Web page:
WASHINGTON — The telework environment caused by the coronavirus pandemic has accelerated conversations about implementing zero-trust network architectures at the U.S. Department of Defense.
In recent weeks, several top IT officials have said on virtual events that their departments are discussing concrete steps to move toward zero-trust architectures and away from using the phrase as just buzzword for cybersecurity. Zero-trust is a network architecture that inherently distrusts the user and continuously verifies the identity of the user accessing data.
“The need for zero-trust has been highlighted by the COVID-19 pandemic,” said Vice Adm. Nancy Norton, director of the Defense Information Systems Agency, which manages and secures DoD networks across the globe. She announced July 15 a plan to release a zero-trust framework by the end of the year.
Conversations about implementing zero-trust network architectures have been facilitated in part by the hundreds of thousands of DoD employees using the department’s remote collaboration platform, known as the Commercial Virtual Remote Environment. That technology has allowed DoD employees to remain productive while working outside the Pentagon. But the network expansion efforts that ensured the working from home was successful also increased the attack surface for the department’s adversaries.
That’s where zero-trust could help, officials said. The technique differs from the traditional network-centric approach to cybersecurity, which generally assumes the user inside a network can be trusted.
For its part, the Department of the Navy has historically struggled with cybersecurity.
“I think you’re going to see the Navy, based on COVID, aggressively pursue zero trust,” Chris Cleary, chief information security officer at the Department of Navy, said on a webinar last week. “It was something that was being kicked around as the latest buzzword a year ago, but now it’s really moved to the top of the stack, principally to enable this telework problem.”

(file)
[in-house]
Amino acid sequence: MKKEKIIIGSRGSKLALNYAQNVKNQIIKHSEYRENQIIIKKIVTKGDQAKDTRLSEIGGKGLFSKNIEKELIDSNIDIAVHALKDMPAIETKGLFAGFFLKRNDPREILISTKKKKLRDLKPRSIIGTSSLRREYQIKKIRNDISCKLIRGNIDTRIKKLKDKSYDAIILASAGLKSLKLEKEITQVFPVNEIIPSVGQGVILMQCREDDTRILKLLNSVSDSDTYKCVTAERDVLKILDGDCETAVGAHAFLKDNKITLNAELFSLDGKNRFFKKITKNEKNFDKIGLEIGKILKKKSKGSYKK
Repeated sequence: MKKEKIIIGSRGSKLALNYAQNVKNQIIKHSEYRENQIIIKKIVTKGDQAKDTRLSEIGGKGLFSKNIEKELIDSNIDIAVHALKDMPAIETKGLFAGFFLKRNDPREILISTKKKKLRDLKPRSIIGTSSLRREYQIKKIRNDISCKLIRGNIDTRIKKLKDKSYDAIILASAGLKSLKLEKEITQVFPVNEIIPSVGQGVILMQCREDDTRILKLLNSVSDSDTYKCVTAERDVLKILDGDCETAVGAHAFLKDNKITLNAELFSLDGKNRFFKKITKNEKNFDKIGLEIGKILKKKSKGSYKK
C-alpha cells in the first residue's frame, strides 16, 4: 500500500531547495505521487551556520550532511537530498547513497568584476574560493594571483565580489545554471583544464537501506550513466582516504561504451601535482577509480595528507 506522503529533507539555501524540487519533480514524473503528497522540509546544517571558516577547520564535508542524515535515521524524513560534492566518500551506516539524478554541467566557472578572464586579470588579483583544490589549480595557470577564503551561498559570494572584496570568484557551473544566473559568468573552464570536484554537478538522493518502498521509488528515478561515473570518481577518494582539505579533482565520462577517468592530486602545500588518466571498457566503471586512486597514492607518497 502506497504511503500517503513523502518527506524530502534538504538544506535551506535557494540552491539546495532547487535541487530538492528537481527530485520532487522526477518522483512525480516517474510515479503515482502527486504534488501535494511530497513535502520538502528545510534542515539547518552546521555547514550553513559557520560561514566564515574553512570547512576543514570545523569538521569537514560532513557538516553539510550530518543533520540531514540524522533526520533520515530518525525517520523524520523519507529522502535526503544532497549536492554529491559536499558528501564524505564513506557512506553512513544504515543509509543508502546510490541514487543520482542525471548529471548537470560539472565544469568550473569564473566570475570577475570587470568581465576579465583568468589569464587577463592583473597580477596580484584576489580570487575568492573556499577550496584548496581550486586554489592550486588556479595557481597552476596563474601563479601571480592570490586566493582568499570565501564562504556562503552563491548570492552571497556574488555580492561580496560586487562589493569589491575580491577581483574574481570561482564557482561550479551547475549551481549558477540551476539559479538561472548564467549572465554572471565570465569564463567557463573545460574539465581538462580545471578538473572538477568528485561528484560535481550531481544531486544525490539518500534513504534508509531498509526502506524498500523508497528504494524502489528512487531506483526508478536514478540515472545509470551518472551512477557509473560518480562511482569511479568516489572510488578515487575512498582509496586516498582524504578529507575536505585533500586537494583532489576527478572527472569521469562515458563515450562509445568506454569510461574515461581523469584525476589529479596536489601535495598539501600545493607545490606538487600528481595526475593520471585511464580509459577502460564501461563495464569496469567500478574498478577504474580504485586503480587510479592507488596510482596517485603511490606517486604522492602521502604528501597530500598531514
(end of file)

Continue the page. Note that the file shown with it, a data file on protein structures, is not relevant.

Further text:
As part of the telework environment, Cleary said, the Navy is allowing mobile devices to access its network to maintain productivity in day-to-day business operations. However, operational and sensitive work does require people to come to secure facilities, he added.
The Navy, he continued, has found “a lot of success” with its remote access and has acknowledged that it is taking a risk by allowing mobile devices to access the network.
“Well, because of the risks, we are acknowledging allowing any device to come into our data — not going through other security stacks — this is what’s really began to push the zero-trust model,” Cleary said.
The Pentagon’s deputy chief information officer for information enterprise, Peter Ranks, also said last week that zero-trust conversations were “accelerating” as the department explores what temporary telework policies put in place at the department before the pandemic should be made permanent. To maintain productivity during telework, the DoD has relied on enterprisewide, cloud-based tools and capabilities, such as the CVR Environment.
“This arrangement accelerated some of our timelines for implementing zero-trust concepts that have been under consideration for some time,” said Russ Goemaere, a DoD spokesperson. “Consequently, we are emphasizing zero-trust principles as we design future enterprise cloud solutions with the department’s shift to online collaboration platforms as a prime example.”
The success of the department’s CVR Environment, which now has nearly 1 million users, has its CIO shop to explore upgrading the environment to allow access to sensitive information, Pentagon CIO Dana Deasy said last week, a move that would require increased cybersecurity measures.
“There is an active conversation about what does sustained teleworking environment look like,” Deasy told reporters. “We’ve now built this amazing, robust infrastructure, and so there’s no doubt that we will leverage that in the event that the future requires us to.”
Andrew Eversden covers all things defense technology for C4ISRNET. He previously reported on federal IT and cybersecurity for Federal Times and Fifth Domain, and worked as a congressional reporting fellow for the Texas Tribune. He was also a Washington intern for the Durango Herald. Andrew is a graduate of American University.